HEALTH bosses at the Royal Sussex Hospital in Brighton has apologised after below par Accident and Emergency performance in January.

Two out of the three A&Es departments in Sussex performed better than the national average.

But the RSCH fell well below that figure and has said sorry to patients, admitting “this falls short of the standards we strive for.”

The figures nationally have been described as the worst on record.

The national average for the month was 84.4 per cent with just two Trusts exceeding the 95 per cent target of seeing all patients within four hours of arrival.

East Sussex Healthcare NHS Trust, which includes the Conquest at Hastings and the DGH in Eastbourne, saw 85.3 per cent within the four hours with attendance 14.1 per cent higher than January 2018.

Western Sussex Hospitals NHS Foundation Trust, which has A&Es in Worthing and Chichester, said 91.26 per cent of patients waited less than four hours from arrival at A&E to admission, transfer, or discharge.

Worthing and Chichester had 12,018 A&E patients in the month compared to 10,649 in January 2018, a 12.86 per cent rise.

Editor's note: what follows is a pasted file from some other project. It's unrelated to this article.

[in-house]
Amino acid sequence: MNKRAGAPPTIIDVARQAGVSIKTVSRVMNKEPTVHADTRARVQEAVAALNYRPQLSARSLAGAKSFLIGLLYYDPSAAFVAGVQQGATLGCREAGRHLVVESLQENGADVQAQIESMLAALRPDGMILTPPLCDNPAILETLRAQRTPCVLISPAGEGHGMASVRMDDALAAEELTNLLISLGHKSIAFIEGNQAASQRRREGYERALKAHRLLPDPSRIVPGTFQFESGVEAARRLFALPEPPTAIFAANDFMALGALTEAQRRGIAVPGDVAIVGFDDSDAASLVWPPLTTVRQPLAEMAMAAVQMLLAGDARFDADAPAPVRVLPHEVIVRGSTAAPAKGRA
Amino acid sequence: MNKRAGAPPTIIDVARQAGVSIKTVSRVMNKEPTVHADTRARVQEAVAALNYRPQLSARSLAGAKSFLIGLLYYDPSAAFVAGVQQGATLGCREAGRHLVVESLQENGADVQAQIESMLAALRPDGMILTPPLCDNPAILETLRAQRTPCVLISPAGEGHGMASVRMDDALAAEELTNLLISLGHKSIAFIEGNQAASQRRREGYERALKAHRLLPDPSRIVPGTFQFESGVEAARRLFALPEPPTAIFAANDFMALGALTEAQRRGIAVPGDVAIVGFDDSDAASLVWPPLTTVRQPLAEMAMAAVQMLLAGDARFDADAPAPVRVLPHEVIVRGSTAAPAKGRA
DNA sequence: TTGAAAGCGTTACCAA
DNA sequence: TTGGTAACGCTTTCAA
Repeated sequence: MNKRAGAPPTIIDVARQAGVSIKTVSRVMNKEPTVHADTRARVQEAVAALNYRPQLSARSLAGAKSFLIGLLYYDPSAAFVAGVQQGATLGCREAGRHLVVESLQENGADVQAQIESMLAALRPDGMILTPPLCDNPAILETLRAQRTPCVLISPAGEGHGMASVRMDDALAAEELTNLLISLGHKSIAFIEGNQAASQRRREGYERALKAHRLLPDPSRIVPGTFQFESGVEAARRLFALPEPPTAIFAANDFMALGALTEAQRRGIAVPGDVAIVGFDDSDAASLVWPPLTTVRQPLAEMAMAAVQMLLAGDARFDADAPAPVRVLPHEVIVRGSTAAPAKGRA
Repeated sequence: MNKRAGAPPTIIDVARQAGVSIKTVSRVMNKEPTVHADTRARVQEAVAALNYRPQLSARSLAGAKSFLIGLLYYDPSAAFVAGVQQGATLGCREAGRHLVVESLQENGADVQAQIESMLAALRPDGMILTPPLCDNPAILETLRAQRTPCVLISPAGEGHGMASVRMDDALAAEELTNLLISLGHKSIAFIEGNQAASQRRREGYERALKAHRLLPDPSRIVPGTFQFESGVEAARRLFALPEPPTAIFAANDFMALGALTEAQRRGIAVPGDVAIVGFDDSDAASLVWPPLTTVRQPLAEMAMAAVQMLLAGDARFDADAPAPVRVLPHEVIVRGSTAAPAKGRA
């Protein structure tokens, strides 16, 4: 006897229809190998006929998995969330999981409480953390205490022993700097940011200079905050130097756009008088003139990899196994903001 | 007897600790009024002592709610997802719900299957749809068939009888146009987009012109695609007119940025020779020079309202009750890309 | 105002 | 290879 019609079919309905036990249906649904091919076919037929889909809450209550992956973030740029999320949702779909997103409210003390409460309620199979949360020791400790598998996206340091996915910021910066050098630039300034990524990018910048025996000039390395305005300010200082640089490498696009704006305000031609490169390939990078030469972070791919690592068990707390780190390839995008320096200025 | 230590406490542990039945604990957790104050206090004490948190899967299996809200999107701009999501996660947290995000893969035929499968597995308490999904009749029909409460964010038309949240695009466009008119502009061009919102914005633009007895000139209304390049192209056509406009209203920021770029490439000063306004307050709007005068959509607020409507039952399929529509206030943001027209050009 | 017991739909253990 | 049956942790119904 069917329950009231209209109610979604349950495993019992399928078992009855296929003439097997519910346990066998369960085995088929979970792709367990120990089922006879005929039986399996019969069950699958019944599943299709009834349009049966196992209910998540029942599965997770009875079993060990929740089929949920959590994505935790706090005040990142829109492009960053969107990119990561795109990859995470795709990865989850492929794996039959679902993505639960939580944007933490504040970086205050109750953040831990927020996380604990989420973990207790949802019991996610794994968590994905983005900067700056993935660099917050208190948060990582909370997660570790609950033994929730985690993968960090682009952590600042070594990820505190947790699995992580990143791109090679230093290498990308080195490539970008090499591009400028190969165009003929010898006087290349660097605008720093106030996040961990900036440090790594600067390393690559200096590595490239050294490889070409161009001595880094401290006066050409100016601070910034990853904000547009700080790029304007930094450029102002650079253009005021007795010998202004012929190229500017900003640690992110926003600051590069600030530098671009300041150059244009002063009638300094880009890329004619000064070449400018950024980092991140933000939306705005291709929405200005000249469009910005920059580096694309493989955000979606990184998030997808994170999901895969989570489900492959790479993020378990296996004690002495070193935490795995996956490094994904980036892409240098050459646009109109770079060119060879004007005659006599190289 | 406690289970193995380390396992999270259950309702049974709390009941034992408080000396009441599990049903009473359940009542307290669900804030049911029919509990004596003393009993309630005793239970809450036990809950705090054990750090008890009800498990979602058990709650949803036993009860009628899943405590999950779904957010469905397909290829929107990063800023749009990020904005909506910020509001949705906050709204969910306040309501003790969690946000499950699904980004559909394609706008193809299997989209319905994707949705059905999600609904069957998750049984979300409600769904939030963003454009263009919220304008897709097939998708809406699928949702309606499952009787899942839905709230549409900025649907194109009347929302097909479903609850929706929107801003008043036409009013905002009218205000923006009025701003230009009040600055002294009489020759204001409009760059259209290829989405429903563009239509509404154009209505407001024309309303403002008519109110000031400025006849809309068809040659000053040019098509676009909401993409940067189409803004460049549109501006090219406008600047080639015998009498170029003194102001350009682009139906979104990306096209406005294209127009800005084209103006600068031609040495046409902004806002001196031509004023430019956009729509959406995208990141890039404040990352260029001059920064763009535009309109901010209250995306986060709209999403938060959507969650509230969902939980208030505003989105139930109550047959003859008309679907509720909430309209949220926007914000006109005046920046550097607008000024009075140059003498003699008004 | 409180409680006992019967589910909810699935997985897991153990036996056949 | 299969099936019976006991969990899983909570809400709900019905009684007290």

But the Royal Sussex County Hospital in Brighton performed less well, with only 79 per cent being dealt with in four hours.

A&E attendances at RSCH went up by 12 per cent and by 17 per cent in the Urgent Care Centre compared to the same period last year.

A spokesman said: “Almost 4,000 patients needing urgent care were admitted to our hospitals in January.

“We are sorry that some patients stayed longer than expected in our A&E department. This falls short of the standards we strive for.

“Our staff put in extraordinary efforts to care for their patients and we would like to thank them again for their dedication.

“We have seen significantly greater numbers of people attending our A&E department and the majority of those who needed to be admitted were moved to a ward promptly.

“Those who waited longer remained under the expert care of our clinical teams – unlike most A&Es across the country, there are senior consultants working in the department around the clock, seven days a week.

“We also had a large number of patients on our wards who were ready to leave hospital but waiting for appropriate care packages or placements before discharge. “